The James R. Thompson Center is hard to miss. The 17-story, sloping glass structure occupies an entire city block in downtown Chicago.
Designed by architect Helmut Jahn in the postmodern style, the 1.2-million-square-foot building opened in 1985 as the State of Illinois Center. It houses offices for some 2,200 state employees, including Gov. J.B. Pritzker, whose suite is on the top floor. Public spaces on its lower levels include a food court, shops and busy Clark-Lake CTA station.
But the building faces an uncertain future.
In April, Pritzker signed a bill paving the way for its sale within two years. The governor’s office said the building is too expensive to maintain and repair, citing a 2016 estimate of deferred maintenance costs tallying $326 million.
“Almost everything you see in this building is original and it’s over 30 years old – it’s beyond its life expectancy,” said Ayse Kalaycioglu, chief operating officer of Central Management Services, the agency that manages the Thompson Center and other state-owned properties. “It’s the largest asset that the state has. It’s very costly to operate this building – it costs nearly $17 million a year.”
In response to the planned sale, three volunteers calling themselves the James R. Thompson Center Historical Society are giving free public tours of the building to provide context on its design features, political history and explore adaptive reuses for the structure.
The group, composed of architect Jonathon Solomon, architectural historian Elizabeth Blasius and freelance real estate reporter AJ LaTrace, seeks to underscore the building’s value to those who eat at its food court, frequent its shops, utilize its government services and admire its architecture.
“There’s a lot of diversity of opinion about the James R. Thompson Center – a lot of people like it, a lot of people don’t like it,” Solomon said. “We’re less interested in personal opinion about the building and more interested in the ways in which it contributes valuably to public life in the north Loop and city of Chicago.”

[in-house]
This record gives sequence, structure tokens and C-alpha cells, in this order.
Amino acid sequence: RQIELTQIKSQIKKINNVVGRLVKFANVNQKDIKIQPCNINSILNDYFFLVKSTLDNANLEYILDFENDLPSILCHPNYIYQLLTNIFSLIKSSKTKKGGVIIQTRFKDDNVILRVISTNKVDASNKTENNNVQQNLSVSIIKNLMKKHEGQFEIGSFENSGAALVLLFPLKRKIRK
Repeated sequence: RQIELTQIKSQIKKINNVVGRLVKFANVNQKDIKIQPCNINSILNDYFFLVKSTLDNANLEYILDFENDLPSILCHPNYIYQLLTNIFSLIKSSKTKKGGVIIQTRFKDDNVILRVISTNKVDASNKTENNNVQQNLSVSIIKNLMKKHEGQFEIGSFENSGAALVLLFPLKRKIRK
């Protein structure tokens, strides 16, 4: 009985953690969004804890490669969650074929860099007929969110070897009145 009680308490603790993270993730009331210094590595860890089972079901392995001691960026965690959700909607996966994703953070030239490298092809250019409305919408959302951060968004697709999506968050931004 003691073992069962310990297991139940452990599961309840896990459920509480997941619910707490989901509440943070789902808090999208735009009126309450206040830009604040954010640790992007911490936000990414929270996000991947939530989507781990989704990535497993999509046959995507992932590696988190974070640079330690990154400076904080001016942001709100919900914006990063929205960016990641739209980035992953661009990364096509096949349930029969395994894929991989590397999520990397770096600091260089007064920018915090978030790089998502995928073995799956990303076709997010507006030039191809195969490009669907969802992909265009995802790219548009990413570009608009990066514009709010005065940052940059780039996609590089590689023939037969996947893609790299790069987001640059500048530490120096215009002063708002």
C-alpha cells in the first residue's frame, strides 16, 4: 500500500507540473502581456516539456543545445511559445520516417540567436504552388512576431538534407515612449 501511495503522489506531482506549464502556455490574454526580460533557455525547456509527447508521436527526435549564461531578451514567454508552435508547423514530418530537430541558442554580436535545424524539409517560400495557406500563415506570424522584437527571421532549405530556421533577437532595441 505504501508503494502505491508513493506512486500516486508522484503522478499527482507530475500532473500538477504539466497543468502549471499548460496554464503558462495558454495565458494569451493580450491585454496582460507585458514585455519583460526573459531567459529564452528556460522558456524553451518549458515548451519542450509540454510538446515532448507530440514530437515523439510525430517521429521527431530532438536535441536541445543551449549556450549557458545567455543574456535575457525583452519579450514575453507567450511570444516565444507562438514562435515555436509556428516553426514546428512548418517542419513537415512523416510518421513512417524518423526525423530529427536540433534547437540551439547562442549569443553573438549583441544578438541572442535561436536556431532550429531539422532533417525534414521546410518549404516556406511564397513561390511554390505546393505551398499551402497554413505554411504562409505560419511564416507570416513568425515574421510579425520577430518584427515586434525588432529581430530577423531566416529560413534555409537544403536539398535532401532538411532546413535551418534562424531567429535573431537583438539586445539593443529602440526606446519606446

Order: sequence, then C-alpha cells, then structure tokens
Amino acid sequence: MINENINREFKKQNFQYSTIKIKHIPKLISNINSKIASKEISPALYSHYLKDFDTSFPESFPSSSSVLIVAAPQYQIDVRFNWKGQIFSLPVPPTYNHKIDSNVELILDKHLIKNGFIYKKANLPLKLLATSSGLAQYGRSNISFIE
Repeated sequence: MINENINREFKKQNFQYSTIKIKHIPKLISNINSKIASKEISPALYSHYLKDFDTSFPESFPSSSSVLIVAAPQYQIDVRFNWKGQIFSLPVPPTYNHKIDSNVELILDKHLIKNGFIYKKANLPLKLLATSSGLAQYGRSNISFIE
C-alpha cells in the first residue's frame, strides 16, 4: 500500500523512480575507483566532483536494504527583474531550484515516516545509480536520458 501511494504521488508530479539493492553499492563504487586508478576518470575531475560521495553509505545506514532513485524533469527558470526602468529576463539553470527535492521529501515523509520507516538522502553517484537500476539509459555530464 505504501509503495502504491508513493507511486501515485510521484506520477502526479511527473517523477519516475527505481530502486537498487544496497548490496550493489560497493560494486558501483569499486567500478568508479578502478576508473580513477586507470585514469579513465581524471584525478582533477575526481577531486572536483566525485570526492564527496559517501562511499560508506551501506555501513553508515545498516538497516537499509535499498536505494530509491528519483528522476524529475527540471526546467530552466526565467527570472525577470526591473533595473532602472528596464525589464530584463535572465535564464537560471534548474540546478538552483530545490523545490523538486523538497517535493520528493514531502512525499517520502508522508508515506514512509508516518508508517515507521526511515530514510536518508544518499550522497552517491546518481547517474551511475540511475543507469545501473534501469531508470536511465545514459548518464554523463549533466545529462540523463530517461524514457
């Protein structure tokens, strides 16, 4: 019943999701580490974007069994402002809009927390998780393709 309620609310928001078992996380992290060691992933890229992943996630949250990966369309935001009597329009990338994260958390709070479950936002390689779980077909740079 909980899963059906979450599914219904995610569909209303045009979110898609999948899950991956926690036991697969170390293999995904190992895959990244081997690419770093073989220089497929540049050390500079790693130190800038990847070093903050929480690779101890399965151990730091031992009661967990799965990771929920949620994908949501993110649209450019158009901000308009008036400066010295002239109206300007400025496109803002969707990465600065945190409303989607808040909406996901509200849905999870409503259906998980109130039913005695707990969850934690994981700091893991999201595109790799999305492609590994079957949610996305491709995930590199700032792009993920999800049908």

The building’s state of disrepair is undeniable. In various offices, ceiling leaks and the carpets are visibly stained. Elsewhere, a sign announces the closure “until further notice” of the Illinois State Museum.
“That was closed during the budget impasse of 2015. It never reopened,” LaTrace told a recent tour group.
He questions the state’s management of the building.
“Is it the building’s fault that some of these things are happening?” he asked. “Your own personal house – or our homes or cars or other complicated machines or buildings – if we’re not maintaining them, the roof is leaking, you’re going to fix it, right? I mean, that’s the whole point.”
Kalaycioglu said the state plans to choose a project manager by the end of the year to assist in the Thompson Center’s sale. If sold, state employees working in the center will relocate across the street to the Bilandic Building and other state-owned offices.
Pritzker’s office said the property has not been appraised recently, although former Gov. Bruce Rauner believed it could net $300 million when he explored that option a few years ago. Pritzker has indicated he may use revenue from the building’s sale to help pay down the state’s underfunded pension systems.
The next James R. Thompson Center Historical Society tour is Dec. 5 at noon.
Follow Evan Garcia on Twitter: @EvanRGarcia
Note: This story was originally published Nov. 27, 2019.